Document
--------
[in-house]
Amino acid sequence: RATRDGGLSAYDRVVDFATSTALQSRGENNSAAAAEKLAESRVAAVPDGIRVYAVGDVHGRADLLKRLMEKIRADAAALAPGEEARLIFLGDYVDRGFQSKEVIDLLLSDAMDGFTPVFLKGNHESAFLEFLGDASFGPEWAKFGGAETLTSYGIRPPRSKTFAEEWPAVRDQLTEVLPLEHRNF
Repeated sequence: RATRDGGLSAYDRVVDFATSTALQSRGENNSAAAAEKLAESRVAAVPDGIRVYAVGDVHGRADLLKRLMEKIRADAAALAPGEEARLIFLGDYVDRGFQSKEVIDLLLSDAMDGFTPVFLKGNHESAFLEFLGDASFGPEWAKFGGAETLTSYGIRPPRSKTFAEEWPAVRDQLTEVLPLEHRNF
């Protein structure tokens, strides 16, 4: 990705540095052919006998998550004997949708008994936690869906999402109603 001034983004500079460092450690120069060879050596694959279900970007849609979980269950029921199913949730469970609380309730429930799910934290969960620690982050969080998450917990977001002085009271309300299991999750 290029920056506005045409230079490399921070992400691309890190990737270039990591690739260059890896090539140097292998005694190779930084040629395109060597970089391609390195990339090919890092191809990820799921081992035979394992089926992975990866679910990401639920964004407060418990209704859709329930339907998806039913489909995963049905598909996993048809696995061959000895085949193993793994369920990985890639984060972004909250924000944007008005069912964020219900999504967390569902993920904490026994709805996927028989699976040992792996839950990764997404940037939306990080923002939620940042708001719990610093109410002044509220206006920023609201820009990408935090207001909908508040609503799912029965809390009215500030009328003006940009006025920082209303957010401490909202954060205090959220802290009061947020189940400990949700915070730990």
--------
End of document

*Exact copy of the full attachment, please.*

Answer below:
[in-house]
Amino acid sequence: RATRDGGLSAYDRVVDFATSTALQSRGENNSAAAAEKLAESRVAAVPDGIRVYAVGDVHGRADLLKRLMEKIRADAAALAPGEEARLIFLGDYVDRGFQSKEVIDLLLSDAMDGFTPVFLKGNHESAFLEFLGDASFGPEWAKFGGAETLTSYGIRPPRSKTFAEEWPAVRDQLTEVLPLEHRNF
Repeated sequence: RATRDGGLSAYDRVVDFATSTALQSRGENNSAAAAEKLAESRVAAVPDGIRVYAVGDVHGRADLLKRLMEKIRADAAALAPGEEARLIFLGDYVDRGFQSKEVIDLLLSDAMDGFTPVFLKGNHESAFLEFLGDASFGPEWAKFGGAETLTSYGIRPPRSKTFAEEWPAVRDQLTEVLPLEHRNF
């Protein structure tokens, strides 16, 4: 990705540095052919006998998550004997949708008994936690869906999402109603 001034983004500079460092450690120069060879050596694959279900970007849609979980269950029921199913949730469970609380309730429930799910934290969960620690982050969080998450917990977001002085009271309300299991999750 290029920056506005045409230079490399921070992400691309890190990737270039990591690739260059890896090539140097292998005694190779930084040629395109060597970089391609390195990339090919890092191809990820799921081992035979394992089926992975990866679910990401639920964004407060418990209704859709329930339907998806039913489909995963049905598909996993048809696995061959000895085949193993793994369920990985890639984060972004909250924000944007008005069912964020219900999504967390569902993920904490026994709805996927028989699976040992792996839950990764997404940037939306990080923002939620940042708001719990610093109410002044509220206006920023609201820009990408935090207001909908508040609503799912029965809390009215500030009328003006940009006025920082209303957010401490909202954060205090959220802290009061947020189940400990949700915070730990």